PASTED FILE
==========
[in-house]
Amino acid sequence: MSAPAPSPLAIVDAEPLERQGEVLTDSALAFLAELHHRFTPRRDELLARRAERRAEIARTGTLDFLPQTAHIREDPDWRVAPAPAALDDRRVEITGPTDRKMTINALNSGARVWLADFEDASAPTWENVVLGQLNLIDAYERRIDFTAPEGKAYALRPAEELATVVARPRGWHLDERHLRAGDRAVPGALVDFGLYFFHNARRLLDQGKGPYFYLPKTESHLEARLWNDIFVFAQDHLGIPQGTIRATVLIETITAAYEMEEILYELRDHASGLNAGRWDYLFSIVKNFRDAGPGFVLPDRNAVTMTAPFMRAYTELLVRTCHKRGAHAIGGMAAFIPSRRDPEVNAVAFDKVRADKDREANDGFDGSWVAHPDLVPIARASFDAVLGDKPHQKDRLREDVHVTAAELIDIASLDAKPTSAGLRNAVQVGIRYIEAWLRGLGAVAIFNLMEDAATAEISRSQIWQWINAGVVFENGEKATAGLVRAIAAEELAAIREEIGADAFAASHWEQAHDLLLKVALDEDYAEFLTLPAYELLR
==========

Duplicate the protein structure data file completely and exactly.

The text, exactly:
[in-house]
Amino acid sequence: MSAPAPSPLAIVDAEPLERQGEVLTDSALAFLAELHHRFTPRRDELLARRAERRAEIARTGTLDFLPQTAHIREDPDWRVAPAPAALDDRRVEITGPTDRKMTINALNSGARVWLADFEDASAPTWENVVLGQLNLIDAYERRIDFTAPEGKAYALRPAEELATVVARPRGWHLDERHLRAGDRAVPGALVDFGLYFFHNARRLLDQGKGPYFYLPKTESHLEARLWNDIFVFAQDHLGIPQGTIRATVLIETITAAYEMEEILYELRDHASGLNAGRWDYLFSIVKNFRDAGPGFVLPDRNAVTMTAPFMRAYTELLVRTCHKRGAHAIGGMAAFIPSRRDPEVNAVAFDKVRADKDREANDGFDGSWVAHPDLVPIARASFDAVLGDKPHQKDRLREDVHVTAAELIDIASLDAKPTSAGLRNAVQVGIRYIEAWLRGLGAVAIFNLMEDAATAEISRSQIWQWINAGVVFENGEKATAGLVRAIAAEELAAIREEIGADAFAASHWEQAHDLLLKVALDEDYAEFLTLPAYELLR